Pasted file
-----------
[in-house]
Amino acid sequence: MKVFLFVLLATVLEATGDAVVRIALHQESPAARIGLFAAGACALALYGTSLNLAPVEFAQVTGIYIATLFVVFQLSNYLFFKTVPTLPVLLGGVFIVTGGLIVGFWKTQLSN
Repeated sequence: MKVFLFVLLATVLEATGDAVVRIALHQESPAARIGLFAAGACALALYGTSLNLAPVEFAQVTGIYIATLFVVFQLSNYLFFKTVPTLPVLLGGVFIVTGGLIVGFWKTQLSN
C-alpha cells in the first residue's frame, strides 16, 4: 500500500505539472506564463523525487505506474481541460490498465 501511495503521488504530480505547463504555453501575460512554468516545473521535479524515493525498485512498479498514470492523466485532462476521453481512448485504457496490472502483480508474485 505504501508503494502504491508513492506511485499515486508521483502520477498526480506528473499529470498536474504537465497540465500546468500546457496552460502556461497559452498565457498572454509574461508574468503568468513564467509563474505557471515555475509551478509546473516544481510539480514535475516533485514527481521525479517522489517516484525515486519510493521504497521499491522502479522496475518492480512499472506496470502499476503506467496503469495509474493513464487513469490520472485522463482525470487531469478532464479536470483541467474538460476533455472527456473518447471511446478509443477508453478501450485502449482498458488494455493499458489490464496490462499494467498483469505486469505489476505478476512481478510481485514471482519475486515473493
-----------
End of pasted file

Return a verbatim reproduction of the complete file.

[in-house]
Amino acid sequence: MKVFLFVLLATVLEATGDAVVRIALHQESPAARIGLFAAGACALALYGTSLNLAPVEFAQVTGIYIATLFVVFQLSNYLFFKTVPTLPVLLGGVFIVTGGLIVGFWKTQLSN
Repeated sequence: MKVFLFVLLATVLEATGDAVVRIALHQESPAARIGLFAAGACALALYGTSLNLAPVEFAQVTGIYIATLFVVFQLSNYLFFKTVPTLPVLLGGVFIVTGGLIVGFWKTQLSN
C-alpha cells in the first residue's frame, strides 16, 4: 500500500505539472506564463523525487505506474481541460490498465 501511495503521488504530480505547463504555453501575460512554468516545473521535479524515493525498485512498479498514470492523466485532462476521453481512448485504457496490472502483480508474485 505504501508503494502504491508513492506511485499515486508521483502520477498526480506528473499529470498536474504537465497540465500546468500546457496552460502556461497559452498565457498572454509574461508574468503568468513564467509563474505557471515555475509551478509546473516544481510539480514535475516533485514527481521525479517522489517516484525515486519510493521504497521499491522502479522496475518492480512499472506496470502499476503506467496503469495509474493513464487513469490520472485522463482525470487531469478532464479536470483541467474538460476533455472527456473518447471511446478509443477508453478501450485502449482498458488494455493499458489490464496490462499494467498483469505486469505489476505478476512481478510481485514471482519475486515473493